The infamous writer, the Marquis de Sade of 18th Century France, is imprisoned at Charenton Insane Asylum for unmentionable activities. He manages to befriend the young Abbé de Coulmier, who runs the asylum, along with a beautiful laundress named Madeline. Things go terribly wrong when the Abbe finds out that the Marquis' books are being secretly published. The emperor Napoleon contemplates sending Dr. Royer-Collard to oversee the asylum, a man famed for his torturous punishments. It could mean the end of Charenton and possibly the Marquis himself.Written by
Emily H and Janette W
The tune that the Marquis de Sade keeps humming throughout the film is the French children's song "Au Clair de la Lune" by Jean-Baptiste Lully, the second line of which becomes increasingly relevant - roughly translated, it is "lend me your quill so I can write a word". See more »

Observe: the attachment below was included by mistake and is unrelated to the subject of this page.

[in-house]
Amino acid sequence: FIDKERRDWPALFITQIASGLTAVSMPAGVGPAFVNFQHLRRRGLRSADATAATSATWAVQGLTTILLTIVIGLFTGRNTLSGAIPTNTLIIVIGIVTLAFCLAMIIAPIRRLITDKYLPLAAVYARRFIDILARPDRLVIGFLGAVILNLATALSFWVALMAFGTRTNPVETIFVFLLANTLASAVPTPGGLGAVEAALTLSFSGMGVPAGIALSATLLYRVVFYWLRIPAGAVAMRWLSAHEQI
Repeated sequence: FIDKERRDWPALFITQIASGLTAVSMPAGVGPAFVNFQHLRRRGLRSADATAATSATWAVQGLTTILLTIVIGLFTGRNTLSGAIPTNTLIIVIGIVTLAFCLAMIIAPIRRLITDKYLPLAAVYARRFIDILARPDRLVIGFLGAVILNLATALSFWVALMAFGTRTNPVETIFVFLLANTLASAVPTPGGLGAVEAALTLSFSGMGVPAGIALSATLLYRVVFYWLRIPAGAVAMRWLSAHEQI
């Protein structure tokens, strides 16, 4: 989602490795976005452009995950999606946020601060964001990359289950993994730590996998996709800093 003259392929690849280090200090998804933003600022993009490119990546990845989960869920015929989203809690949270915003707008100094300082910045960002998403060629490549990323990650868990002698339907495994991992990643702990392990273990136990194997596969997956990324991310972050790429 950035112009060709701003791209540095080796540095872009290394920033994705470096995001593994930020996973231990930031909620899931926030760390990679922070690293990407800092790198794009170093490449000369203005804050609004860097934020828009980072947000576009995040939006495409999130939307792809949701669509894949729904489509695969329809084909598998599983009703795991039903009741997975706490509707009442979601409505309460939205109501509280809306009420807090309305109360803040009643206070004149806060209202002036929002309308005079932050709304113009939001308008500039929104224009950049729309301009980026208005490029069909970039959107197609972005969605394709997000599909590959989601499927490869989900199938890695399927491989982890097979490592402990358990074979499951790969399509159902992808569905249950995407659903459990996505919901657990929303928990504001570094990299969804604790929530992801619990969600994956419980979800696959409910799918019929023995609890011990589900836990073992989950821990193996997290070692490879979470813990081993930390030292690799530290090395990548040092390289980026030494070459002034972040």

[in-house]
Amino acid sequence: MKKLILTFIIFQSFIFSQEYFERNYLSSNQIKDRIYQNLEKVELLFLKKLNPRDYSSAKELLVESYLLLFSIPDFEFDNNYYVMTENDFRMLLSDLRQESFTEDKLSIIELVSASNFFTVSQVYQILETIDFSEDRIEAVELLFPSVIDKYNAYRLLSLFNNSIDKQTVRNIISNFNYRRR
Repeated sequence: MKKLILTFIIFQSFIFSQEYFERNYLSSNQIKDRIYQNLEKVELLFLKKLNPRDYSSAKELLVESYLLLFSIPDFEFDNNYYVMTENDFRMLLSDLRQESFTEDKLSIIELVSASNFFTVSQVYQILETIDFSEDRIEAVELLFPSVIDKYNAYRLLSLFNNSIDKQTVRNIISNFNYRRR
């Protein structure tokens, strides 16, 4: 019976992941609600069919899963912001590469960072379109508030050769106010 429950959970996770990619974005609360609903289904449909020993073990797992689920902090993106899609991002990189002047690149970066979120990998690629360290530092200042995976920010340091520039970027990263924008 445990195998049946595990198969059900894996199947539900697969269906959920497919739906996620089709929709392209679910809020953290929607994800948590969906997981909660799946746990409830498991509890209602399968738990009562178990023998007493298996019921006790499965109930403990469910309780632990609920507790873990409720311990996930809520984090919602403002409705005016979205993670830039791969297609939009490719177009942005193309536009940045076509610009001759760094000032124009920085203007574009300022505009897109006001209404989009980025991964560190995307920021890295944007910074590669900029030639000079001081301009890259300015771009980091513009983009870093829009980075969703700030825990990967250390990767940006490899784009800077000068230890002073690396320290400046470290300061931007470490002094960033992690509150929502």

When guillotining someone, a wooden piece called a lunette is placed above the neck so the condemned can't move it. No lunette was used in the opening scene. See more »
An innocent child is dead.
Marquis de Sade:
So many authors are denied the gratification of a concrete response to their work. I am blessed.
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A baroque and quite entertaining film about the Marquis de Sade (Geoffrey Rush) and the conflicting reactions (disgust, titillation, excitement, abhorrence) his ideas and writings fostered in those exposed to them.
Rush jumps into the character of de Sade with mad glee, and hardly any scenery is left after he's done chewing it all. He's a marvelous actor and one whose work goes slightly underrated. Also doing a fine job in this film is the ever-reliable Kate Winslet, and providing the ick factor he brings to every movie he's in is Joaquin Phoenix as a religious man who's disturbed by the naughty thoughts de Sade makes him realize he has.
The costumes and production design are a delight and earned Oscar nominations, as did Rush for his performance.
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